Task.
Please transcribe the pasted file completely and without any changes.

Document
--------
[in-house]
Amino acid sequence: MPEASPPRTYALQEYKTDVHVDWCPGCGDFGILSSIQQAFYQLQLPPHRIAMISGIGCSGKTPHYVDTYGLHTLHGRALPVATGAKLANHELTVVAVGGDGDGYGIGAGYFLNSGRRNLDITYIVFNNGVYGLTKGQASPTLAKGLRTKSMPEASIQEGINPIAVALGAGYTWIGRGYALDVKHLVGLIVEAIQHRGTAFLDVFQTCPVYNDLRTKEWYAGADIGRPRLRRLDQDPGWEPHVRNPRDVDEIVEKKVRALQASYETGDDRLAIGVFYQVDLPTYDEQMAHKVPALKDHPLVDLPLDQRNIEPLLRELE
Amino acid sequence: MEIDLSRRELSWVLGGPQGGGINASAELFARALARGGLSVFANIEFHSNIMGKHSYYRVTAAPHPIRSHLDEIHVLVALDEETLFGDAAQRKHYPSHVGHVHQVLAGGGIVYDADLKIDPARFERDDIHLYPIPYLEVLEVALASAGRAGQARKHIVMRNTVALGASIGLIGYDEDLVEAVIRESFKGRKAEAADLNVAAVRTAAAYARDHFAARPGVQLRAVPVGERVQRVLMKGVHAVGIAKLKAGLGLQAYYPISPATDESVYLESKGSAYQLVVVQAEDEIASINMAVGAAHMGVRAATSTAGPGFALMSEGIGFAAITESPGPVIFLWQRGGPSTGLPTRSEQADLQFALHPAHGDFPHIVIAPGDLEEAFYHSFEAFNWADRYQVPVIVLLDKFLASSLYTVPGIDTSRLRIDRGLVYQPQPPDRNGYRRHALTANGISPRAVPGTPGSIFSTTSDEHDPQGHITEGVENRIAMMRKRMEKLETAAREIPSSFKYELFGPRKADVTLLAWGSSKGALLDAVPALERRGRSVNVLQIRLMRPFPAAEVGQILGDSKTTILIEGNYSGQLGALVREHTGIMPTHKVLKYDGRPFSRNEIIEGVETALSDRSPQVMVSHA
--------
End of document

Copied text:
[in-house]
Amino acid sequence: MPEASPPRTYALQEYKTDVHVDWCPGCGDFGILSSIQQAFYQLQLPPHRIAMISGIGCSGKTPHYVDTYGLHTLHGRALPVATGAKLANHELTVVAVGGDGDGYGIGAGYFLNSGRRNLDITYIVFNNGVYGLTKGQASPTLAKGLRTKSMPEASIQEGINPIAVALGAGYTWIGRGYALDVKHLVGLIVEAIQHRGTAFLDVFQTCPVYNDLRTKEWYAGADIGRPRLRRLDQDPGWEPHVRNPRDVDEIVEKKVRALQASYETGDDRLAIGVFYQVDLPTYDEQMAHKVPALKDHPLVDLPLDQRNIEPLLRELE
Amino acid sequence: MEIDLSRRELSWVLGGPQGGGINASAELFARALARGGLSVFANIEFHSNIMGKHSYYRVTAAPHPIRSHLDEIHVLVALDEETLFGDAAQRKHYPSHVGHVHQVLAGGGIVYDADLKIDPARFERDDIHLYPIPYLEVLEVALASAGRAGQARKHIVMRNTVALGASIGLIGYDEDLVEAVIRESFKGRKAEAADLNVAAVRTAAAYARDHFAARPGVQLRAVPVGERVQRVLMKGVHAVGIAKLKAGLGLQAYYPISPATDESVYLESKGSAYQLVVVQAEDEIASINMAVGAAHMGVRAATSTAGPGFALMSEGIGFAAITESPGPVIFLWQRGGPSTGLPTRSEQADLQFALHPAHGDFPHIVIAPGDLEEAFYHSFEAFNWADRYQVPVIVLLDKFLASSLYTVPGIDTSRLRIDRGLVYQPQPPDRNGYRRHALTANGISPRAVPGTPGSIFSTTSDEHDPQGHITEGVENRIAMMRKRMEKLETAAREIPSSFKYELFGPRKADVTLLAWGSSKGALLDAVPALERRGRSVNVLQIRLMRPFPAAEVGQILGDSKTTILIEGNYSGQLGALVREHTGIMPTHKVLKYDGRPFSRNEIIEGVETALSDRSPQVMVSHA